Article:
While the importance of physical activity in the functional recovery of older rehabilitation patients has been recognized [17], questions remain about the optimal methods to promote and monitor activity for frail older people in post-acute hospital settings. Based on the findings of a small feasibility study [18], this study was developed to evaluate the efficacy of using accelerometry to promote activity for older inpatients in rehabilitation settings.

The primary aim was to test whether incidental activity levels can be increased by the provision of objectively measured activity data to patients and clinicians in the context of explicit goal setting. Secondary aims were to explore the effects of increased walking activity (if achieved) on patient outcomes.

Materials and Methods

Study Design and Setting

The study design was a parallel group randomized controlled trial, complying with the recommendations from the CONSORT statement [19]. Before selecting this approach, a variety of designs, including matched controlled, before-after and cluster randomized trials were extensively considered, against a set of criteria which included feasibility, degree of contamination, cost and power. The setting was post-acute care Geriatric Rehabilitation Units or Geriatric Evaluation and Management Units with at least a 40 bed capacity, at three Australian sites.

The trial was registered with the Australian New Zealand Clinical Trials Registry (registration number ACTRN12611000034932).


Patients admitted to post-acute care rehabilitation who were (1) aged 60 years and older; (2) able to ambulate independently or with supervision/assistance and had a rehabilitation goal to become ambulant within the context of the current admission and (3) expected to have a length of stay of at least two weeks, were eligible to participate. Exclusion criteria were those (1) with lower limb amputation; (2) with delirium or agitated dementia, as documented by the geriatric treating team; or (3) not expected to walk within four weeks of admission.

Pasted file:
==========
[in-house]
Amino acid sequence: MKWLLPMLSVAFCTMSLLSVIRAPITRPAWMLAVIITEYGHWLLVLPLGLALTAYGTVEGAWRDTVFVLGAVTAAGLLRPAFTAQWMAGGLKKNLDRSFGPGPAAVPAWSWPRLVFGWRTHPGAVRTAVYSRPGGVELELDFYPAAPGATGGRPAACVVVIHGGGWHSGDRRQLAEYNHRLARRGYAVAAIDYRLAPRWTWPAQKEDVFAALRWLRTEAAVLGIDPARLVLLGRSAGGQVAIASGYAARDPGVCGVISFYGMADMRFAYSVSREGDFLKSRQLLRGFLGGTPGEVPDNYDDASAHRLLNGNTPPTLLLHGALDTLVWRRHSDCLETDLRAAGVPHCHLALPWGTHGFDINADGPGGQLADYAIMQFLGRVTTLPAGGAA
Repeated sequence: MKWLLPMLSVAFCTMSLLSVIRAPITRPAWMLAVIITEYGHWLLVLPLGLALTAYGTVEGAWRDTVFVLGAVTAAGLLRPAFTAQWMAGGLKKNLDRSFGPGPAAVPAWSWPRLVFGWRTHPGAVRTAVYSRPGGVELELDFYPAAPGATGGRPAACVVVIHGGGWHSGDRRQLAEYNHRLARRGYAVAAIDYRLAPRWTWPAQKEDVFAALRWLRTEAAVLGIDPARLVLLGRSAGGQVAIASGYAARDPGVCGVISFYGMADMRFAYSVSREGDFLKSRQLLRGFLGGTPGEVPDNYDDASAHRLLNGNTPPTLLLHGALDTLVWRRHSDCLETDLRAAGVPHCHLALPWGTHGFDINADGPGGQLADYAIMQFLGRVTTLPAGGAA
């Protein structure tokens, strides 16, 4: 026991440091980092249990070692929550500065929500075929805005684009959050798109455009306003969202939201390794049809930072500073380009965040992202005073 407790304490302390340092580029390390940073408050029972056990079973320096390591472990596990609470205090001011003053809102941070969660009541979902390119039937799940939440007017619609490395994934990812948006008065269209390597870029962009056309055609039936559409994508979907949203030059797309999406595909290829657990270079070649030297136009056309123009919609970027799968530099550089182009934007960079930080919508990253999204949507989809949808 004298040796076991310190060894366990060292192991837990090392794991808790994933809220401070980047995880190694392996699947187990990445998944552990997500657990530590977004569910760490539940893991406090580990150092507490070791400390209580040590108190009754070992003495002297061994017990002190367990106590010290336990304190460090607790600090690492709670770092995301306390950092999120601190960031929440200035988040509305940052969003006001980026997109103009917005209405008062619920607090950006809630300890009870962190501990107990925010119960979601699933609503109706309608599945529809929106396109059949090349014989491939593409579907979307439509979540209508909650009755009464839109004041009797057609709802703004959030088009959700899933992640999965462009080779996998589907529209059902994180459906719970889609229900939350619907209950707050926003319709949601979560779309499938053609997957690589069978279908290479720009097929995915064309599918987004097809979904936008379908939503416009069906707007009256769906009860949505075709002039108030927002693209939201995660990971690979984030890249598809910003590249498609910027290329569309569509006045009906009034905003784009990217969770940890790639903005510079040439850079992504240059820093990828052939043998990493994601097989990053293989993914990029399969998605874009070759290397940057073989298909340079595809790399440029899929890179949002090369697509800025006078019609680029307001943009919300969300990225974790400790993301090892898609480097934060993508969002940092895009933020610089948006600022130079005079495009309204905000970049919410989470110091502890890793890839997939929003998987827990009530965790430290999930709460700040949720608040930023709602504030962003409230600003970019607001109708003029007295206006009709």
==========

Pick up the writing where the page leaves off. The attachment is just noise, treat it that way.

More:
The study was approved by the Human Research Ethics Committees at each site. Patients gave informed written consent to participate; in the event of incapacity to consent, assent for participation was sought from next of kin or carers.

Study Protocol

Accelerometers were used to monitor patients’ activity in both the intervention and control groups. For the intervention group, accelerometer data was downloaded daily. Feedback was provided to the intervention participant and their therapists of the previous day’s walking time in numerical and graphical form, showing walking time outside therapy sessions compared with walking target. The treating therapist, in consultation with the patient, set mobility goals, including provisional targets for daily walking time. These goals were reviewed weekly and modified, informed by the accelerometer data, to motivate the patient to improve incidental activity levels outside of therapy sessions and reach set targets. Walking times over a week were summarized in chart form and made available at the weekly case conference. All staff were trained in the use of accelerometry data and asked to encourage patients to meet their activity goals. For the control group, ‘usual care’ was followed, including the setting of mobility goals. However, neither staff nor patients received data on walking times to aid the setting of walking time targets.